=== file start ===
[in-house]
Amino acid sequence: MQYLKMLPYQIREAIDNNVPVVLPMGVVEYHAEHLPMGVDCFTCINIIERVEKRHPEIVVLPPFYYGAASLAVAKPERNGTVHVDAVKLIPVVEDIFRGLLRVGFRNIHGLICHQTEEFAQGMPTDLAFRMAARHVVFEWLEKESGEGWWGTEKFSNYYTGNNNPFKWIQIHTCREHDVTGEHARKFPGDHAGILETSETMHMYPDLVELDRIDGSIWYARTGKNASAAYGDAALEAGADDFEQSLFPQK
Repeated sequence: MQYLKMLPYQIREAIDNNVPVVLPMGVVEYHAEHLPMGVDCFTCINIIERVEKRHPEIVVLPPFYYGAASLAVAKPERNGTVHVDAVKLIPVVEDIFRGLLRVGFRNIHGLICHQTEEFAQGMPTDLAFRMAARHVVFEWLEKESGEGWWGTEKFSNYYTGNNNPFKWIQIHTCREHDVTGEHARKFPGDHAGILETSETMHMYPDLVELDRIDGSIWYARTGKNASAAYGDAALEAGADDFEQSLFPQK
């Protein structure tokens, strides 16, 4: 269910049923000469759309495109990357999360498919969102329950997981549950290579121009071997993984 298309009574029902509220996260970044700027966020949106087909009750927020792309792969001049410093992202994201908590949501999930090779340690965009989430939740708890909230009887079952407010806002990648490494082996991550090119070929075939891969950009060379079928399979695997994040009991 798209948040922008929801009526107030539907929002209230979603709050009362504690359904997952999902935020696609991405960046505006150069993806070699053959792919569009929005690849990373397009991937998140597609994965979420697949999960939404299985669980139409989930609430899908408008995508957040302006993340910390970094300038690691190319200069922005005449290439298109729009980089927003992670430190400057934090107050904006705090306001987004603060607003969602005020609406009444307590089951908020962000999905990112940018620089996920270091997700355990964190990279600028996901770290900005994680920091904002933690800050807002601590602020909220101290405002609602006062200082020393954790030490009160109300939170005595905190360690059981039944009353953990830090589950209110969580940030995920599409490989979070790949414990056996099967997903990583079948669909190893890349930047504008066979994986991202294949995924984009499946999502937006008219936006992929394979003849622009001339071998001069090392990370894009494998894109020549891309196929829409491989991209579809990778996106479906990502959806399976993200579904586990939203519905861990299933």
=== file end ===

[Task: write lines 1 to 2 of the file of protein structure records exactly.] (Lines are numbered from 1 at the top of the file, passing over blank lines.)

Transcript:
[in-house]
Amino acid sequence: MQYLKMLPYQIREAIDNNVPVVLPMGVVEYHAEHLPMGVDCFTCINIIERVEKRHPEIVVLPPFYYGAASLAVAKPERNGTVHVDAVKLIPVVEDIFRGLLRVGFRNIHGLICHQTEEFAQGMPTDLAFRMAARHVVFEWLEKESGEGWWGTEKFSNYYTGNNNPFKWIQIHTCREHDVTGEHARKFPGDHAGILETSETMHMYPDLVELDRIDGSIWYARTGKNASAAYGDAALEAGADDFEQSLFPQK